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            Myeloperoxidase, a leukocyte-derived vascular NO oxidase.

            Myeloperoxidase (MPO) is an abundant mammalian phagocyte hemoprotein thought to primarily mediate host defense reactions. Although its microbicidal functions are well established in vitro, humans deficient in MPO are not at unusual risk of infection. MPO was observed herein to modulate the vascular signaling and vasodilatory functions of nitric oxide (NO) during acute inflammation. After leukocyte degranulation, MPO localized in and around vascular endothelial cells in a rodent model of acute endotoxemia and impaired endothelium-dependent relaxant responses, to which MPO-deficient mice were resistant. Altered vascular responsiveness was due to catalytic consumption of NO by substrate radicals generated by MPO. Thus MPO can directly modulate vascular inflammatory responses by regulating NO bioavailability.
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              Oxidative stress in severe pulmonary hypertension.

              Severe pulmonary hypertension (PH) occurs in a primary or "unexplained" form and in a group of secondary forms associated with a number of diseases. Because the lung tissue from patients with severe PH demonstrates complex vascular lesions, which contain inflammatory cells, we wondered whether the lung tissue from patients with severe PH was "under oxidative stress." We used immunohistochemistry to localize nitrotyrosine and 8-hydroxy guanosine in the lung tissue sections from patients with primary and secondary PH. In some lung tissue extracts, the eicosanoid metabolites 5-oxo-eicosatetraenoic acid, leukotriene B4 5-hydroxyeicosatetraenoic acid (HETE), 12-HETE, and 15-HETE were measured using mass spectroscopy, and superoxide dismutase amount and activity were measured. Nitrotyrosine expression was ubiquitous in all PH lungs, and 5-oxo-eicosatetraenoic acid and HETE levels were elevated in the lungs of patients with severe PH but not in those lungs that were from the patients with severe PH treated chronically with prostacyclin. We conclude that indeed the lungs from patients with severe PH are under oxidative stress and that chronic prostacyclin infusion has an antiinflammatory effect on the lung tissue.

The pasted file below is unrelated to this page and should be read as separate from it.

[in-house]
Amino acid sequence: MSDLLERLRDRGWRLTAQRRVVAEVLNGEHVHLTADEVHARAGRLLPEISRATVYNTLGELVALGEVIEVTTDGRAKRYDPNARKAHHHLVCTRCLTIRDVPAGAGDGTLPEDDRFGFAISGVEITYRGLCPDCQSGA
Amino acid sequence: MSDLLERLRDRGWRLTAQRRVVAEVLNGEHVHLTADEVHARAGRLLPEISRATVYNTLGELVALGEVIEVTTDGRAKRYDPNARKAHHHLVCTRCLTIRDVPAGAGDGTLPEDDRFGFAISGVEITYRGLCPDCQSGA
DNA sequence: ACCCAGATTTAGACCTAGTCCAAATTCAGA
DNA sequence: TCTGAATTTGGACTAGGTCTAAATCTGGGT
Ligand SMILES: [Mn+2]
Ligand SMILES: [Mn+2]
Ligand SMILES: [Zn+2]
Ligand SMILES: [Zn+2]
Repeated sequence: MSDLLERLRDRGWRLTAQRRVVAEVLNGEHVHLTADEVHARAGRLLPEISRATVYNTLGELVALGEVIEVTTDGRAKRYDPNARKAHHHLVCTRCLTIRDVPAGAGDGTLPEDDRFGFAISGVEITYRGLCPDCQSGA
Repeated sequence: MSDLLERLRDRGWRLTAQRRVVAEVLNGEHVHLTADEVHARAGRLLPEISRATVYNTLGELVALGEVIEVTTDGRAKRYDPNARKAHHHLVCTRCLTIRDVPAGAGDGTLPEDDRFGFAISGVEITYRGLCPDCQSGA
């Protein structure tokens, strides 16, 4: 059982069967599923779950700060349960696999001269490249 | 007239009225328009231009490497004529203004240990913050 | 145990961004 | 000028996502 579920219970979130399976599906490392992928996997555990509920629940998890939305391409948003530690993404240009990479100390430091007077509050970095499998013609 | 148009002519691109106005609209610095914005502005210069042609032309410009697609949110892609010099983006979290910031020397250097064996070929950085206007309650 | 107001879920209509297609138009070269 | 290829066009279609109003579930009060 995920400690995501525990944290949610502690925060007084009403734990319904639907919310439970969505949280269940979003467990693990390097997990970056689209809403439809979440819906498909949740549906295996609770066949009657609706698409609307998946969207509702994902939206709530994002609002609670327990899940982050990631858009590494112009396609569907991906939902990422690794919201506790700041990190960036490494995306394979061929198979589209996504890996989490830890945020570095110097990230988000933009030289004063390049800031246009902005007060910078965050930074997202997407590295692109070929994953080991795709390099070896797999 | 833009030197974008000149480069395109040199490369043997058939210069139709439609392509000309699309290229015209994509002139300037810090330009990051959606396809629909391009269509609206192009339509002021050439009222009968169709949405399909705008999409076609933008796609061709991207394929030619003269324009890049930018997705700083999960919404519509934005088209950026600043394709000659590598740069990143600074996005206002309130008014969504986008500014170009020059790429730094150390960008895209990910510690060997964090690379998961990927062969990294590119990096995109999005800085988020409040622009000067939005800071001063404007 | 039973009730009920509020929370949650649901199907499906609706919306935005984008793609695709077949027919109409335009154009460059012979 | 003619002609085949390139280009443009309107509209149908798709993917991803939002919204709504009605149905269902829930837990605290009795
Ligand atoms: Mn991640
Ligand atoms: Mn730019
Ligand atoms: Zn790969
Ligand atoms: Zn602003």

Author and article information

                J Vasc Res
                Journal of Vascular Research
                S. Karger AG
                April 2005
                13 April 2005
                : 42
                : 2
                : 133-136
                aDivision of Clinical Sciences (South), University of Sheffield, Royal Hallamshire Hospital, and bRespiratory Function Unit, Sheffield Teaching Hospital NHS Trust, Sheffield, cAstraZeneca R&D Charnwood, Loughborough, dDepartment of Chemistry, South Kensington Campus, Imperial College, London, and eManchester Medical Mass Spectrometry Facility, Unit A Millbrook Business Centre, Manchester, UK
                83502 J Vasc Res 2005;42:133–136
                © 2005 S. Karger AG, Basel

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                Figures: 1, Tables: 1, References: 18, Pages: 4